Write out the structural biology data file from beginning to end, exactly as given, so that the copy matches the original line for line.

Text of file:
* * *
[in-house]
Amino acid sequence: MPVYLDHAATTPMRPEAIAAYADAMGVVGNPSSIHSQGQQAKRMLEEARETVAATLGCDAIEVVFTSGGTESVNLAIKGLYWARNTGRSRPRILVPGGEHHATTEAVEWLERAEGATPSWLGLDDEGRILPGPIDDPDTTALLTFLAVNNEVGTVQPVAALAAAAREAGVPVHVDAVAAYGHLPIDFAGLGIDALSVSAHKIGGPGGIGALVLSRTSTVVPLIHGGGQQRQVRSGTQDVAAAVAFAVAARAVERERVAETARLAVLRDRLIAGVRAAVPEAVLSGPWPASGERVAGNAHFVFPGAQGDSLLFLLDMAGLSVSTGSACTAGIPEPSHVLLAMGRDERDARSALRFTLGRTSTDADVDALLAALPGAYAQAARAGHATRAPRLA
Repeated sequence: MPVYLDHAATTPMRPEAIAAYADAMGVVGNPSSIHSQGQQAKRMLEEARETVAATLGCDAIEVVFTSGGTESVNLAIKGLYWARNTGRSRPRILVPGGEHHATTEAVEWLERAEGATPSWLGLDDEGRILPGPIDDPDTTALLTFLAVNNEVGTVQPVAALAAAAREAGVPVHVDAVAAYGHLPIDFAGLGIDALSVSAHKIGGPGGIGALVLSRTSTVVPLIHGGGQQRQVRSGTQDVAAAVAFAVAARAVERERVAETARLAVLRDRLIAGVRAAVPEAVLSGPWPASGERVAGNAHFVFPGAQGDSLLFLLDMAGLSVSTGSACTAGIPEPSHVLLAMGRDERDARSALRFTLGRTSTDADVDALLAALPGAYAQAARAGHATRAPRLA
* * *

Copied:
[in-house]
Amino acid sequence: MPVYLDHAATTPMRPEAIAAYADAMGVVGNPSSIHSQGQQAKRMLEEARETVAATLGCDAIEVVFTSGGTESVNLAIKGLYWARNTGRSRPRILVPGGEHHATTEAVEWLERAEGATPSWLGLDDEGRILPGPIDDPDTTALLTFLAVNNEVGTVQPVAALAAAAREAGVPVHVDAVAAYGHLPIDFAGLGIDALSVSAHKIGGPGGIGALVLSRTSTVVPLIHGGGQQRQVRSGTQDVAAAVAFAVAARAVERERVAETARLAVLRDRLIAGVRAAVPEAVLSGPWPASGERVAGNAHFVFPGAQGDSLLFLLDMAGLSVSTGSACTAGIPEPSHVLLAMGRDERDARSALRFTLGRTSTDADVDALLAALPGAYAQAARAGHATRAPRLA
Repeated sequence: MPVYLDHAATTPMRPEAIAAYADAMGVVGNPSSIHSQGQQAKRMLEEARETVAATLGCDAIEVVFTSGGTESVNLAIKGLYWARNTGRSRPRILVPGGEHHATTEAVEWLERAEGATPSWLGLDDEGRILPGPIDDPDTTALLTFLAVNNEVGTVQPVAALAAAAREAGVPVHVDAVAAYGHLPIDFAGLGIDALSVSAHKIGGPGGIGALVLSRTSTVVPLIHGGGQQRQVRSGTQDVAAAVAFAVAARAVERERVAETARLAVLRDRLIAGVRAAVPEAVLSGPWPASGERVAGNAHFVFPGAQGDSLLFLLDMAGLSVSTGSACTAGIPEPSHVLLAMGRDERDARSALRFTLGRTSTDADVDALLAALPGAYAQAARAGHATRAPRLA